penis outlined by the tight skin.
The foreskin is fitted through the narrow slit in the Mogen clamp. I will be careful not to pull any of the glans
through with the foreskin. (The original Mogen company went out of business due to multiple multi-million dollar
lawsuits in which the device was identified as causing multiple children to lose the head of their penis during
circumcision. All Mogen clamps used today are either antiques, or after-market reproductions.)
I will then use the lever at the end of the device to close and lock the two halves of the device together which will
trap and crush the foreskin in place.
A sharp scalpel or electrocautery device is then used to cut, or burn off the foreskin.
Once I am satisfied the trapped skin will not bleed excessively, I will release the lever and open the clamp.
The skin will appear sealed together with the glans trapped. I will apply pressure to the base of the penis and the
sealed skin will open up, revealing the glans of the penis. I will then clean up any adhesions missed by the probe,
and I will apply a tight ring of gauze to the penis, and Vaseline to the head.
All the stages of this procedure will cause significant pain and discomfort for your baby.
PARENTAL CONSENT AND THE LAW
The official stance of the medical community continues to be that parents have the right to make informed medical
decisions for their child, and that parents should have access to circumcision of their infant for cultural or religious
It is important to note, however, that routine infant circumcision is not a medical or therapeutic procedure. It is not
performed for any medically indicated reason, nor can it be viewed as “preventative medicine.” Infant circumcision
is classified as a purely cosmetic or social surgery. This hospital/clinic will bill either you or your insurer for this
procedure under cosmetic billing codes, no different than a nose job, or a breast reduction surgery.
Routine infant circumcision (RIC) is not recommended by any official medical body or organization.
Increasingly, the argument for circumcision for cultural or religious reasons has come under attack, and is now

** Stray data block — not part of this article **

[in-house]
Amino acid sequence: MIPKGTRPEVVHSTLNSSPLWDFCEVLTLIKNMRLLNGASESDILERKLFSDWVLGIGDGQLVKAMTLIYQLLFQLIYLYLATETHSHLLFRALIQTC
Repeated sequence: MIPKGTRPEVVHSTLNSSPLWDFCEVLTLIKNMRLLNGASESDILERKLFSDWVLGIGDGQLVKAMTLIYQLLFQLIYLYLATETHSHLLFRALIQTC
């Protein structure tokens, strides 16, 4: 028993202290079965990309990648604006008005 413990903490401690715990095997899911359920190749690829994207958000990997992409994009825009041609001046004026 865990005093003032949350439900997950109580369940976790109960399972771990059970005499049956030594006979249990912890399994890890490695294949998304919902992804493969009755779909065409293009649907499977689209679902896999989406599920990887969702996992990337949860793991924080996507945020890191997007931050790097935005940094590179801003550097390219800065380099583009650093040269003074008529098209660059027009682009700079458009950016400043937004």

In the opinion of many ethicists, non-therapeutic, cultural, or religious circumcision of a child before the age of
consent is problematic. The circumcision of a child may violates his right to bodily integrity, security of person, and
freedom of religion, and/or freedom from religion.
Since 1997, circumcision has also become legally problematic. In the year 1997 it became illegal to cut the
genitals of any female below the age of consent without medical necessity. It is assault, despite the existence of
non-therapeutic, cultural and religious reasons for the cut. It remains illegal, even where far less tissue is removed
from the female child than the male. Even a single cut or pin prick to the genitals of a female child, without medical
or therapeutic necessity, is considered a federal crime.
There is a strong principle of equal protection under the law, regardless of age, ethnicity, orientation, or gender.
(See the 14th Amendment of the Constitution of the United States, and Section Fifteen of the Canadian Charter of
Rights and Freedoms.) Should male children be afforded the equal protection under the law, infant male
circumcision would be viewed as equal to female circumcision (female genital mutilation) and could be deemed an
Male circumcision has yet to be tested in North American federal courts, but it is the opinion of some legal scholars
that, should male circumcision be challenged, it could fail as a parental right.
Should you choose to proceed with the circumcision you agree to indemnify the doctor, hospital/clinic from any